Cyber criminals hacking Ugandan MPs’ SIM cards

By Daily Monotor

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Several Members of Parliament in Uganda have become victims of conmen in a new Sim Swap fraud, a sophisticated form of fraud that allows hackers to gain access to personal phones.

Mr Mwine Mpaka, the Western Youth Representative in Parliament has narrated how his Simcard was blocked, about two days ago, but his number remained active.

Although he personally couldn’t receive or make calls, a fraudster was using his SIM Card to call and send messages to his contacts and asking for money.

He said he reported his case to Police and to MTN, the mobile telecom service providers and when his line was restored, he found himself on a cabinet WhatsApp group.

Mwine says although he attempted to reach Uganda Communications Commission (UCC) in regards to the fraud, he was assured that they do not have the comprehensive equipment to handle such.

In December, Ishma Mafabi the Eastern Youth MP had his phone reportedly hacked in the same manner.

MPs reportedly received messages asking for money from Mafabi, but this was actually someone else who had hacked into his phone. Some MPs reportedly sent in the money thinking it was actually Mafabi.

Such cases have previously been reported elsewhere in the world where criminals were taking over victim’s cell phone numbers and using them to get into the victim’s bank accounts.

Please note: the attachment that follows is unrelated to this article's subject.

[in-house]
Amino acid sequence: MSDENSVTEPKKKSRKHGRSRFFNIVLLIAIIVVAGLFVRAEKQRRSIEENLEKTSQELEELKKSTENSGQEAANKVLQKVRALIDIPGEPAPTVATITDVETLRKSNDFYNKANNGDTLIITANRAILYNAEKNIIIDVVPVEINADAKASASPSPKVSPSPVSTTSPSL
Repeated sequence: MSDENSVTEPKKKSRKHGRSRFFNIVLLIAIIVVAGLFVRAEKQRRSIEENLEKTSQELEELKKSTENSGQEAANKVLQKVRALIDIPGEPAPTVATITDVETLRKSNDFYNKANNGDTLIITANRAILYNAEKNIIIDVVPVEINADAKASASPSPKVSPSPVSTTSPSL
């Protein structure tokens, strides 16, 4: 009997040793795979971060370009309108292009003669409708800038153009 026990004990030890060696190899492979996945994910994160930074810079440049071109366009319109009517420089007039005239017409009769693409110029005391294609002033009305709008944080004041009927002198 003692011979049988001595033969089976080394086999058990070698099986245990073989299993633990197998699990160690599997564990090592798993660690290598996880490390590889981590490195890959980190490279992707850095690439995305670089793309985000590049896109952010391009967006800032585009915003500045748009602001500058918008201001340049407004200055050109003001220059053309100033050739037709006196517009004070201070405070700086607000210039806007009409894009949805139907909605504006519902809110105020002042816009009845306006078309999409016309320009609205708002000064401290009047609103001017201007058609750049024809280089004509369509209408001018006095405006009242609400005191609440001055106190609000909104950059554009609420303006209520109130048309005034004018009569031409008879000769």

Tech experts have also warned that taking control of someone’s phone number is easier than previously thought.

They say that all a criminal needs to know is the victim’s phone number, name, some other information that can usually be found online, such as their date of birth and some simple social engineering skills to trick cell phone carriers’ agents into replacing simcards.

The Minister of State for Internal Affairs, Obiga Kania said he will work together with the Ministry of Information and communications technology (ICT) to ensure that the matter is addressed.

The UCC Executive Director Godfrey Mutabazi also warned that hackers are developing technology now and then to bypass available security measures.